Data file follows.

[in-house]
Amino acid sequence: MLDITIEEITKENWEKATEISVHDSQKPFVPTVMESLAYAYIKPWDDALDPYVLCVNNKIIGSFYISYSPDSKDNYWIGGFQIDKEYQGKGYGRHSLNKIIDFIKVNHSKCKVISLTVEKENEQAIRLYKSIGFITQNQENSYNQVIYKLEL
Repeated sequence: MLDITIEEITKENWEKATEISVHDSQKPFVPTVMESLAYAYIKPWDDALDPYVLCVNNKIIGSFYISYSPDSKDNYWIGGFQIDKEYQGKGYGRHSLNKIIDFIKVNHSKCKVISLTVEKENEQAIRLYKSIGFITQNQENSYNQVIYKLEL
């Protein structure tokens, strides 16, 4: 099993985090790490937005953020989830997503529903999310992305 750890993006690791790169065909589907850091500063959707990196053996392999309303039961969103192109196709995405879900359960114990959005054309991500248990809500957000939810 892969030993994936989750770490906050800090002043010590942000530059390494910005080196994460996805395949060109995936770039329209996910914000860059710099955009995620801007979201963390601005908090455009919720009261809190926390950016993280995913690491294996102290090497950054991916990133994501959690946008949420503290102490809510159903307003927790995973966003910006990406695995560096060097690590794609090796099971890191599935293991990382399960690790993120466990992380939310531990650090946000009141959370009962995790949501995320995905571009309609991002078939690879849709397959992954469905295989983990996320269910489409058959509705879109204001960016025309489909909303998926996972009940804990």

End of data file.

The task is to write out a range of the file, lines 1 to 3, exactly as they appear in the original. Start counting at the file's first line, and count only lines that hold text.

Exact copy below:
[in-house]
Amino acid sequence: MLDITIEEITKENWEKATEISVHDSQKPFVPTVMESLAYAYIKPWDDALDPYVLCVNNKIIGSFYISYSPDSKDNYWIGGFQIDKEYQGKGYGRHSLNKIIDFIKVNHSKCKVISLTVEKENEQAIRLYKSIGFITQNQENSYNQVIYKLEL
Repeated sequence: MLDITIEEITKENWEKATEISVHDSQKPFVPTVMESLAYAYIKPWDDALDPYVLCVNNKIIGSFYISYSPDSKDNYWIGGFQIDKEYQGKGYGRHSLNKIIDFIKVNHSKCKVISLTVEKENEQAIRLYKSIGFITQNQENSYNQVIYKLEL